23 Song Lyrics That People Have Been Singing Wrong Until Now

We asked the BuzzFeed Community which song lyrics they’ve been singing wrong their whole life. Here are some of the funniest responses:


Beyoncé, “Single Ladies”

“My daughter, when she was very small, thought Beyoncé was telling ‘all the single lettuce’ to put their hands up!”



Ed Sheeran, “Shape of You”

“My 5-year-old daughter sings, ‘And last night you were in my room / And now my bedsheets smell like you’ as ‘And last night you were in my room / And now my buttcheeks smell like you,’ and it kills me every time.”



Sam Hunt, “Body Like A Backroad”

“When I first heard it, I thought he was saying, ‘Body like a bathrobe.‘ I thought it was weird for him to compare a woman’s body to a bathrobe, but I still sang along to it.”



Sir Mix-a-Lot, “Baby Got Back”

“I used to say, ‘I like big butts in a can of limes,‘ instead of ‘I like big butts and I cannot lie’ in front of all my friends and crush back in fifth grade.”


Def American


Gwen Stefani, “Hollaback Girl”

“The first time I heard the song was on SNL, and I seriously thought I was watching her career implode. I heard ‘I ain’t no Harlem black girl,’ but it’s actually, ‘I ain’t no hollaback girl.'”



Michael Jackson, “Wanna Be Starting Something”

“For a long time I thought the ‘Ma ma se, ma ma sa, ma ma coo sa’ part was saying, ‘Mama say mama sa ma Microsoft,‘ and I always wondered why it was never used in a Microsoft ad.”



T.I., “Whatever You Like”

“I thought he was saying, ‘Want Joe Biden / Need Joe Biden,’ and I would actually sing these lyrics loud and proud at the clubs in college. (What? I just thought he REALLY liked Obama and Biden.) Nope, turns out he’s singing, ‘Want’cho body / Need yo body.'”



Garth Brooks, “Two Piña Coladas”

“Bring. Me. Two bean enchiladas!”



Next, “Too Close”

“The lyrics are ‘Baby when we’re grinding / I get so excited,’ and my very innocent child brain always sang it as, ‘Baby when you’re crying / I get so excited.‘ I always thought it was kind of sadistic of them to be excited about their girlfriend crying, but now I get it. The ‘You’re making it hard for me’ line also made much more sense after I realized this.”



Charli XCX, “Boom Clap”

“My dad thought that the song ‘Boom Clap’ was ‘Bump Fat,’ and now I can’t hear it the same way.”



Kesha, “Your Love Is My Drug”

“I thought she sang, ‘If I keep it up like a lovesick kraken,’ but it’s ‘lovesick crackhead.’ It took me asking my mom, ‘What does she mean by lovesick kraken… what does that even look like?’ for me to realize.”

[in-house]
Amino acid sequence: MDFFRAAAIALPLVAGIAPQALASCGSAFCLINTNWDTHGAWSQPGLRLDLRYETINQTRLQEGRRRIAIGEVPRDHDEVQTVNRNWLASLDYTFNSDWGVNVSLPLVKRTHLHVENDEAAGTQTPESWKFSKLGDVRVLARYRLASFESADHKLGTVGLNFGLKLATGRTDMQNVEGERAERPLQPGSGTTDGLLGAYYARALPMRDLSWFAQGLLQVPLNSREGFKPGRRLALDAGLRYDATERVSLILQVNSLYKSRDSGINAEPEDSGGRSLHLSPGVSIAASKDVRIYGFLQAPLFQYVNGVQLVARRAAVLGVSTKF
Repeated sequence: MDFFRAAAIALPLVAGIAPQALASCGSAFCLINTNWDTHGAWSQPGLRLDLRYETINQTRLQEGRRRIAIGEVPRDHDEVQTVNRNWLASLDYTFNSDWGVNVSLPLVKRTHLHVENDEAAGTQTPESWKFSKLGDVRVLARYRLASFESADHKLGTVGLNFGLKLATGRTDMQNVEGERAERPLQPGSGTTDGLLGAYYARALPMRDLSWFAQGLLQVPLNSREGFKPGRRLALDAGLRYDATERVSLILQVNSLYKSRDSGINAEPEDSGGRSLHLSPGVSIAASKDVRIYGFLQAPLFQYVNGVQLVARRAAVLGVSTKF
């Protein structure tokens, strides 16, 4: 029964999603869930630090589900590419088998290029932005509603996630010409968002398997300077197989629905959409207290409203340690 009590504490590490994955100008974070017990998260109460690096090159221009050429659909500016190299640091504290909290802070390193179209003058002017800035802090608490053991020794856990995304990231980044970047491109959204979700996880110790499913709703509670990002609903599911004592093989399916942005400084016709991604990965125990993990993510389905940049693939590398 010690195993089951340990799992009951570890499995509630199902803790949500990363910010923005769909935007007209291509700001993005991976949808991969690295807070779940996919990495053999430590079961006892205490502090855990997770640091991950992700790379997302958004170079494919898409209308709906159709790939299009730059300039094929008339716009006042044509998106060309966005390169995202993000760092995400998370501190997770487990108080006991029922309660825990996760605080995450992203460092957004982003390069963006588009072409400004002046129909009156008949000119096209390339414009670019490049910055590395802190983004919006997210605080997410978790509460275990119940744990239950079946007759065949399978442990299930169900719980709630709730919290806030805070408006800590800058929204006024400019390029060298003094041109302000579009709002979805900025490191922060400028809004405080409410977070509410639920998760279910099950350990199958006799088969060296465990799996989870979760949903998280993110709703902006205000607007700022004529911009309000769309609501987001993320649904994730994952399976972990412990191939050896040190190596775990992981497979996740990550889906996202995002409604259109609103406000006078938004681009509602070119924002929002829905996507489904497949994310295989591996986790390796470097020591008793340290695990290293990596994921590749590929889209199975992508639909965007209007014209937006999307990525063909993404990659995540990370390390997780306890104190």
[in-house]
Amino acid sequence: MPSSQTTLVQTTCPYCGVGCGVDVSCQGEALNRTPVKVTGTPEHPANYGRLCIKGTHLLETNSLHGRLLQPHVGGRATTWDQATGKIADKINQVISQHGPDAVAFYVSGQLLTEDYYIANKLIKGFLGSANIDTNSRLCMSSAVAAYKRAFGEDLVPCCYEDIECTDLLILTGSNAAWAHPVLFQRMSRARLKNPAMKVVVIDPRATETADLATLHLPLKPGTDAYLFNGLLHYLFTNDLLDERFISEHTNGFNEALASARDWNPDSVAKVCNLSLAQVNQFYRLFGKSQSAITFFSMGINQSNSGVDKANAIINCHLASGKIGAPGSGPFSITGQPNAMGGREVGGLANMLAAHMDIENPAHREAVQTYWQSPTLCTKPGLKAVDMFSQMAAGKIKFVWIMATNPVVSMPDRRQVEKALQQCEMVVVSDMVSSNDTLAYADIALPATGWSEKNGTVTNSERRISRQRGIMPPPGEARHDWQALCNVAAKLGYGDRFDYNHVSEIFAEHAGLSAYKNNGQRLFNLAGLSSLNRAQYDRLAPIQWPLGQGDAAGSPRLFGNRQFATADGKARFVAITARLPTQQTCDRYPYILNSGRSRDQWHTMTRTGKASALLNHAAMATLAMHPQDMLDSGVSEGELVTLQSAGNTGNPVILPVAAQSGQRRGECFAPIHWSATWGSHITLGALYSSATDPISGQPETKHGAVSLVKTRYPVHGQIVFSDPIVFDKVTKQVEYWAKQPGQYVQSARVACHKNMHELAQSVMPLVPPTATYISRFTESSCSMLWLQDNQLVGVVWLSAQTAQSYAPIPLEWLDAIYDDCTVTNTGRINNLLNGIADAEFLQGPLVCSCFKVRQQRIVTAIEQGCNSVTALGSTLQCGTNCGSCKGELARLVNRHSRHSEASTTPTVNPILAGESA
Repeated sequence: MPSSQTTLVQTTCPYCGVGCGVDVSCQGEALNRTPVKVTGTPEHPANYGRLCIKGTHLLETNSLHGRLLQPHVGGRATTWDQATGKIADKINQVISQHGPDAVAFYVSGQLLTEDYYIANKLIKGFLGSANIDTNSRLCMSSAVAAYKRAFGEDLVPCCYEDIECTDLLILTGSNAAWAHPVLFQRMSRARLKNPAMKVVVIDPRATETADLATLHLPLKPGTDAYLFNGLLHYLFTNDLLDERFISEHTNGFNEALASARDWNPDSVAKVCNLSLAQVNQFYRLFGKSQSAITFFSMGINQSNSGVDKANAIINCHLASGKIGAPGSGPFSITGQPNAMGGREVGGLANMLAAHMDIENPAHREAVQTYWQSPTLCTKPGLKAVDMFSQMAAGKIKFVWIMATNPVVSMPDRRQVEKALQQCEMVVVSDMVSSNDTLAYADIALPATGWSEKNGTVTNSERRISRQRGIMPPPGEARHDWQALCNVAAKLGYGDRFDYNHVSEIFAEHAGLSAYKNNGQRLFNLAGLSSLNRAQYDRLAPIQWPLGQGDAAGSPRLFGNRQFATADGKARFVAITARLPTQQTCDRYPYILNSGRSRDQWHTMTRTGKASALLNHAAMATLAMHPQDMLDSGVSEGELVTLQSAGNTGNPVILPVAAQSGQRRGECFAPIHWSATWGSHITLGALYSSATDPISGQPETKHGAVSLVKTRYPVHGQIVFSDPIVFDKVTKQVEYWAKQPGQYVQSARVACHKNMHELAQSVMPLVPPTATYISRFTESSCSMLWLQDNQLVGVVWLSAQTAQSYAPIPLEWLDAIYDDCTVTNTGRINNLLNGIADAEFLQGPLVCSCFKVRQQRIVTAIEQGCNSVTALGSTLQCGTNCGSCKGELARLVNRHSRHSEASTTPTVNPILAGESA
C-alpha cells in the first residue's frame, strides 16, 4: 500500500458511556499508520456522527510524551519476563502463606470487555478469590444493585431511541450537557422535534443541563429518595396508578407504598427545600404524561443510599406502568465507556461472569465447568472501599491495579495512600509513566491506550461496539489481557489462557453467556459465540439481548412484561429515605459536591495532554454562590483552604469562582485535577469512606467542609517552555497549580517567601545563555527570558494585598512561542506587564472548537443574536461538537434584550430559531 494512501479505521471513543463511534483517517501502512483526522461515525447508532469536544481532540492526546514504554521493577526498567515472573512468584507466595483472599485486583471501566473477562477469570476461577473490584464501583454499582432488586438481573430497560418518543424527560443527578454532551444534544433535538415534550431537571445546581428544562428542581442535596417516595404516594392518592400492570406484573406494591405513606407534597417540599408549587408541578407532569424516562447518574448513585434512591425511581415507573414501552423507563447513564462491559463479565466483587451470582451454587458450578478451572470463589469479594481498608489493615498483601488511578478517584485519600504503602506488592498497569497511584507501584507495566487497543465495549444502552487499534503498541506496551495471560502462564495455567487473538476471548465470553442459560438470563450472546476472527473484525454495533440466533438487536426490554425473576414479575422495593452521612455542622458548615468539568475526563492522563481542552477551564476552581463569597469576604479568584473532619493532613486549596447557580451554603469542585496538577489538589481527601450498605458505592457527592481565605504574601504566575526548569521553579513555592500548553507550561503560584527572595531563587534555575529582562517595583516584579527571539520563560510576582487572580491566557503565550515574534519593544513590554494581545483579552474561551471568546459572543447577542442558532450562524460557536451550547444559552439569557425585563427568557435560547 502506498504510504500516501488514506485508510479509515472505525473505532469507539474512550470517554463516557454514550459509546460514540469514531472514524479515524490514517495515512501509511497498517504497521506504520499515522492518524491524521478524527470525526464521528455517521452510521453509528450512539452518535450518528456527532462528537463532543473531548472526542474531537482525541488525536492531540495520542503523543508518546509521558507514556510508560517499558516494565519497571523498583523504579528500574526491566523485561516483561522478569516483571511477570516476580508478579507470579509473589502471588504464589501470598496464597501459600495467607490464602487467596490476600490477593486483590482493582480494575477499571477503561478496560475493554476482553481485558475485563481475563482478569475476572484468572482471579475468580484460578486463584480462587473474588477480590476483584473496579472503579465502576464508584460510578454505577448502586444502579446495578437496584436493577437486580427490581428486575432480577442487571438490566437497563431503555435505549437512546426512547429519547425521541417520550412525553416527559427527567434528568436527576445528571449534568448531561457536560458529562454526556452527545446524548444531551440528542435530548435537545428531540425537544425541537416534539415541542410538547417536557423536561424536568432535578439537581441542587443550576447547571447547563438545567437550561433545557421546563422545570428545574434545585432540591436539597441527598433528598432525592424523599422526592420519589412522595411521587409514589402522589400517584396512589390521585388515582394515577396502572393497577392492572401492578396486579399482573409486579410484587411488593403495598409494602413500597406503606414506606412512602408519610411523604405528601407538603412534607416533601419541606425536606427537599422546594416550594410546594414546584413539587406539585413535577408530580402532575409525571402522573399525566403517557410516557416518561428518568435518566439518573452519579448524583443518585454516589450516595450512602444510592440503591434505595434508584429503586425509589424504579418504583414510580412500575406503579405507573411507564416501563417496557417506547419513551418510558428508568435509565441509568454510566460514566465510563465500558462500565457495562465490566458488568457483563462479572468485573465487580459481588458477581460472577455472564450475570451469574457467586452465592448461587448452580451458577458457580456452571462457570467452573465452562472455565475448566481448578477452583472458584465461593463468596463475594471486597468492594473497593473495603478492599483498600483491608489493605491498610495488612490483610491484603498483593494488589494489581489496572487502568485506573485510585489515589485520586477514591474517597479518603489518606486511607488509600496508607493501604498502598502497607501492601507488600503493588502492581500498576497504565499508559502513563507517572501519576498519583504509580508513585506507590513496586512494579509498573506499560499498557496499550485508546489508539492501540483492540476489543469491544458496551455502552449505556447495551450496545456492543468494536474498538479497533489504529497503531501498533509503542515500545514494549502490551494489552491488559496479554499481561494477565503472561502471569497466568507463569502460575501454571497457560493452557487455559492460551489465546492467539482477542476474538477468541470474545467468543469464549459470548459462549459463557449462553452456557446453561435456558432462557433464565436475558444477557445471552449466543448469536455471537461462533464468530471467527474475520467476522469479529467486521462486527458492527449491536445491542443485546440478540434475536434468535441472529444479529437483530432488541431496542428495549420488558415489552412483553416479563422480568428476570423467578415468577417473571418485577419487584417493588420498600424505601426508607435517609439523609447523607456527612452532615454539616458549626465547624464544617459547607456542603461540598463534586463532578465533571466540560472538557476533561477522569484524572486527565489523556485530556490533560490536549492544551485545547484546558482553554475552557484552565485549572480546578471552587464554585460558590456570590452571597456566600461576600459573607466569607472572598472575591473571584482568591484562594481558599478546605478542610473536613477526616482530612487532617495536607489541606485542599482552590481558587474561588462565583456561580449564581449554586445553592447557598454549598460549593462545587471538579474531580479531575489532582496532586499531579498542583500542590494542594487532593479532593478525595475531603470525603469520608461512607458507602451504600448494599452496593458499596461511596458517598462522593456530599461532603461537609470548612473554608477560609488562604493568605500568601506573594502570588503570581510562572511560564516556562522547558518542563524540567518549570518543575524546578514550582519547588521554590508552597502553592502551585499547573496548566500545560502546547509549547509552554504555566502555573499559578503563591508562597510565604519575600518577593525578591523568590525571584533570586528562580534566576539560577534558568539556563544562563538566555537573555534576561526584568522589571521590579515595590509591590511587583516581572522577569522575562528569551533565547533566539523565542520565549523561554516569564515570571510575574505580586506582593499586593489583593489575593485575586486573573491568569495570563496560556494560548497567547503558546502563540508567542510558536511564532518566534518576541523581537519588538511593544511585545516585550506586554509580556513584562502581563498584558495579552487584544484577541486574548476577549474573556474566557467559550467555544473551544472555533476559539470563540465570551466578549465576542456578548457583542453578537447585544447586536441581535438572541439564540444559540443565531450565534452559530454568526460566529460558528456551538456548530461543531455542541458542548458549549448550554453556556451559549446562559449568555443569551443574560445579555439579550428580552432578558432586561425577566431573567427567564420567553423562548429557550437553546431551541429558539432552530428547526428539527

James Arthur, “Say You Won’t Let Go”

“Instead of singing, ‘I’m going to love you till my lungs give out,’ I proudly sang, ‘I’m gonna love you till my LOINS give out.‘ Jeez, man.”



Smash Mouth, “All Star”

“I always thought it was, ‘So what’s wrong with Nick from the Backstreet?‘ (as in Nick Carter from the Backstreet Boys). It was really, ‘So what’s wrong with taking the backstreets?’ I like my version better.”



Spice Girls, “Wannabe”

“I thought the lyric ‘Slam your body down and wind it all around’ was ‘Slam your body down the party’s all around‘ for literally my entire life. I’ve been singing it wrong for 20 years, as have my little sister and all of my friends. It was heart-wrenching to learn I was wrong for so long, given that it was one of my faves. It’s super hard to un-learn something like that.”



Tina and Ike Turner, “Proud Mary”

“We thought ‘Proud Mary’ went, ‘Donuts, donuts, donuts down the river.‘ We lovvvved that song for a while.”



OutKast, “Hey Ya!”

“Instead of ‘Shake it like a Polaroid picture,’ I thought they said, ‘Shake it like a pollywog hit ya!‘”



Timbaland (featuring OneRepublic), “Apologize”

“I always thought the lyric, ‘It’s too late to apologize,’ was ‘It’s too late to finally die / Too laaaate.’ Didn’t make sense, but still heard it for about 10 years before I realized.”



Macy Gray, “I Try”

“Throughout my entire life I sang, ‘I blow bubbles until you come here,‘ instead of ‘My world crumbles when you are not near.’ I didn’t realize I was wrong until I was well into my twenties.”



Train, “Hey Soul Sister”

“I have a friend who misheard the line ‘Like a virgin, you’re Madonna’ as ‘Like a bird in your vagina.‘ I don’t know what he was thinking.”



TLC, “Waterfalls”

“For the longest time I genuinely thought it was about some guy named Jason Waterfalls and he was always leaving this girl even though she begs him not to. I would always sing, ‘Don’t go, Jason Waterfalls‘ instead of ‘Don’t go chasing waterfalls.’ And even as a kid I would sit there and think, ‘Wow, Jason is kind of an ass.'”



Charlie Puth, “Attention”

“When he says, ‘Throwin’ that dirt all on my name,’ I heard it as ‘Turtle on my knee.‘”



DNCE, “Cake By The Ocean”

“‘Cake By The Ocean’ by DNCE is one of my favorite songs, but it was ruined for me when I learned that I was singing the second line of the song wrong. I thought it was ‘Waste time wiff a master pea,‘ when it was really ‘Waste time with a masterpiece.’ I’m still not sure why wiffing a master pea made sense to me.”



“Twinkle Twinkle, Little Star”

“In ‘Twinkle Twinkle, Little Star’ I always sang, ‘Like a diamond in DISGUISE‘ instead of ‘in the sky.’ I only realized I’ve been singing it wrong my whole life — 26 years — when reading a book to my preschool class last year.”


Note: Submissions have been edited for length and clarity.

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The '90s Really Are Back! MTV Is Bringing Back “TRL”

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But now the real question: Are you excited to see TRL coming back!

  1. vote

    YES!!! I lived for this show and will totally watch the reboot!

  2. vote